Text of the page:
International Students Fall Orientation

Eighty-five international students, most from Asian nations, last week received an introduction to college life and daily living in the US. They are a cohort of young people aged 17 to 37 who are beginning their college studies at San Diego Mesa College, one of the largest community colleges in California and the nation.

The largest cohort are Asian students. Twenty-seven students come from South Korea. Two students each come from Japan, Indonesia and China. Six hail from Vietnam.

Jong Seok Kim of South Korea is a marketing student who said he selected Mesa because of its reputation, and that he wanted to be challenged in his studies.

When asked why they selected Mesa College, most name college’s reputation as one of the best community colleges in California and being “the best transfer school around.” Others noted the variety of classes and programs, and particular areas of study. Henaker Aldo of Guyana said, “San Diego has a great patchwork of multi-cultural diversity.”

So many things are different for the students, from food to the layout of streets and the city. “But I love it!” said 19 year old Joana Da Cass, from Brazil. Joana chose Mesa following a study of colleges in the area. “I liked what it had to offer me,” said the biology major.

Each year, Mesa College welcomes more than 100 international students representing dozens of countries. They join a diversified student body of more than 24,000 students that is 40% white, 20% Latino, 20% Asian/Pacific Islander, 6% African American, 1% American Indian and 13% other or unreported.

The 85 incoming students come 31 countries, broken down as follows: Brazil, 5; Bulgaria, 1, Canada, 3;, China, 2; England, 1; France, 1; Germany 5; Guatemala, 1; Guyana, 2; Hungary, 1; Indonesia, 2; Ireland, 1; Israel, 3; Italy, 1; Japan 2; Jerusalem, 1; Kazakhstan, 1; Kuwait, 5; Mexico, 3; Morocco, 1; Nepal, 1; Nigeria, 1; Paraguay, 1, Romania, 1; Russia, 3; South Korea, 27; Sweden, 2; Vietnam, 6; Zimbabwe, 1.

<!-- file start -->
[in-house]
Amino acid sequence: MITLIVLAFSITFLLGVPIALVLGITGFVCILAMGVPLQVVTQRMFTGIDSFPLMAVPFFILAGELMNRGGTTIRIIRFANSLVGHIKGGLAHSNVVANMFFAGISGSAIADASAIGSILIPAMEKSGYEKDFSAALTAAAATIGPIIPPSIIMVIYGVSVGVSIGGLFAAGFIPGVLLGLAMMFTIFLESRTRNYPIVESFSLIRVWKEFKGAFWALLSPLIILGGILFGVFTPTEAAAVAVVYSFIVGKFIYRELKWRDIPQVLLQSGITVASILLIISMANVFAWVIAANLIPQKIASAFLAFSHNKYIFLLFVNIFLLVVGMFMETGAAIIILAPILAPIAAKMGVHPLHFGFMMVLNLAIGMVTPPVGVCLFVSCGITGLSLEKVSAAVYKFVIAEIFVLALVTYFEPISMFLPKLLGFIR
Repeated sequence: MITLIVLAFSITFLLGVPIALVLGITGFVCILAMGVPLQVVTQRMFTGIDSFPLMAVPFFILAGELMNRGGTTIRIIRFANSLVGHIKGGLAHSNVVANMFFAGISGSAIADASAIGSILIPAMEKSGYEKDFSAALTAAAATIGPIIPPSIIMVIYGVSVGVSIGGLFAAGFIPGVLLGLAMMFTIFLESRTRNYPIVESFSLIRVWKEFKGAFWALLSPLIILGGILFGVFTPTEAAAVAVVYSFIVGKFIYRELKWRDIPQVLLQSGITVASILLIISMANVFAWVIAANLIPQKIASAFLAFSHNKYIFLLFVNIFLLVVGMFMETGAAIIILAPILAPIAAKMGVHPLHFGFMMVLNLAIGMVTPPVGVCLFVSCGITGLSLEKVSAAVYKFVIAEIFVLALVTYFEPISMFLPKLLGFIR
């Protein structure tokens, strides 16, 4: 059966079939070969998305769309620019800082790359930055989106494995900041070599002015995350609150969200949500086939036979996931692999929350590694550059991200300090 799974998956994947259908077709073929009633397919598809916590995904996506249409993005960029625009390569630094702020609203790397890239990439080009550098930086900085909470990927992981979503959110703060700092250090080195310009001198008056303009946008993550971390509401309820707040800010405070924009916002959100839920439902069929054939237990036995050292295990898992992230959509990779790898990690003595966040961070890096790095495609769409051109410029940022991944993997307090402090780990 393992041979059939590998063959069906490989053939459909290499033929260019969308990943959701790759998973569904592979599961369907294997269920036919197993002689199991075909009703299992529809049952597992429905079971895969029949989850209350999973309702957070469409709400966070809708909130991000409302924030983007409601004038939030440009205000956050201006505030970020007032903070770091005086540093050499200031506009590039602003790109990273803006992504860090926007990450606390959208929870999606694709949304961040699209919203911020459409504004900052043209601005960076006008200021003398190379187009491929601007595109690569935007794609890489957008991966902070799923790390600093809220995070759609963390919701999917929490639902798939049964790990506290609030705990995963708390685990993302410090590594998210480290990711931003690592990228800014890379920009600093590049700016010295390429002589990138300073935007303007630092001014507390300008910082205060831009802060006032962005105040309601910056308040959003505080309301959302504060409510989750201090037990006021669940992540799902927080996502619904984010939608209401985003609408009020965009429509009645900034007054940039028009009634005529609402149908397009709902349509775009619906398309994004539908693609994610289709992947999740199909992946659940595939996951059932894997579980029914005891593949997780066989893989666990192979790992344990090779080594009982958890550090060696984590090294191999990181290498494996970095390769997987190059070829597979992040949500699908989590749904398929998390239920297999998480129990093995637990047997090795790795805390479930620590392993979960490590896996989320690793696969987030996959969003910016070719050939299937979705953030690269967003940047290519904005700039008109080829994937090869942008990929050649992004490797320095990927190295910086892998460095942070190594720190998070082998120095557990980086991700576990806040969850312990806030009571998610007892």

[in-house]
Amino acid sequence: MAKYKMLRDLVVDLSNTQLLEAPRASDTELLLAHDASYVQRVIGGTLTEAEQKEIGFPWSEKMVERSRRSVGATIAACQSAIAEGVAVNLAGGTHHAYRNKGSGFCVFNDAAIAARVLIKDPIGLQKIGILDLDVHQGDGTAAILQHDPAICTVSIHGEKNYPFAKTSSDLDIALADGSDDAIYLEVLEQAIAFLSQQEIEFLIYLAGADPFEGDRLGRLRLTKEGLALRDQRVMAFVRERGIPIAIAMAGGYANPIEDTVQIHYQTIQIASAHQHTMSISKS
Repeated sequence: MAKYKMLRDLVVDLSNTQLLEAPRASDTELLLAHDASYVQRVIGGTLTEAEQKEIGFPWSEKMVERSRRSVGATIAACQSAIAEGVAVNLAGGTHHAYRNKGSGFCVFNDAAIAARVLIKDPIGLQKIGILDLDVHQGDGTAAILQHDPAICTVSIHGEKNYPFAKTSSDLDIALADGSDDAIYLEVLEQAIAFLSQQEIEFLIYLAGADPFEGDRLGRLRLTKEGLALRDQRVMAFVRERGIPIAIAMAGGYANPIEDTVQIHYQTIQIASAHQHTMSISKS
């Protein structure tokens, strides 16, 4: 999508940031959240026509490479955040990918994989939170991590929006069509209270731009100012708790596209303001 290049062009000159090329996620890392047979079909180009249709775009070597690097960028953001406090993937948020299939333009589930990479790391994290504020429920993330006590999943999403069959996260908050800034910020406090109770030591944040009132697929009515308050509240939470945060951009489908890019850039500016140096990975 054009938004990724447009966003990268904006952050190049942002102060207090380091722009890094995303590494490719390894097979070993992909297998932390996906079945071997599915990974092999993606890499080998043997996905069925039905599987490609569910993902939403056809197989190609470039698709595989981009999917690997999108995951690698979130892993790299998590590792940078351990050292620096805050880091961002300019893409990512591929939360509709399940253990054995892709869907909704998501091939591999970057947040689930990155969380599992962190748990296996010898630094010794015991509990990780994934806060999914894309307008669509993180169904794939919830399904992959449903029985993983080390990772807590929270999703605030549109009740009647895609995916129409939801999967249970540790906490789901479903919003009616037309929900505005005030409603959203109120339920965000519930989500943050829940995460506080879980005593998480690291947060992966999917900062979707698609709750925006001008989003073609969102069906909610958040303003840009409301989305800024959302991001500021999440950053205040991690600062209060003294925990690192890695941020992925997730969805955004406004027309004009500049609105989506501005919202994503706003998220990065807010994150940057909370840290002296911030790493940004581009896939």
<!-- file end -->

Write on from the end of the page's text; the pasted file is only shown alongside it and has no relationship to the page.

They find out about Mesa College through online searches, word-of-mouth and recommendations from educational institutions in their home countries, and mostly from family who live in San Diego and Southern California, and friends who attend the school.

All incoming international students are required to attend a three-day orientation session. The orientation acquaints students with required immigration assessments, academic requirements, application processing and registration. Students are introduced to student support services and resources available at Mesa College. They also learn daily life skills, such as how to get auto insurance, bus routes, finding a place to live and a part time job, and money matters.

“At first, the students are quiet and wide-eyed,” says International Student Admissions Supervisor Ivonne Alvarez, “but by the third day of orientation, they are confident and relaxed, comfortable among new friends, and eager to begin their studies.” The college has a dedicated counselor for international students, and an International Student Club to offer support and camaraderie.

Jinsun Lee, 19, said that the organization skills learned during orientation was most helpful. “College,” Jinsun said, is “totally different compared to high school. Now I have to organize and plan everything myself.”

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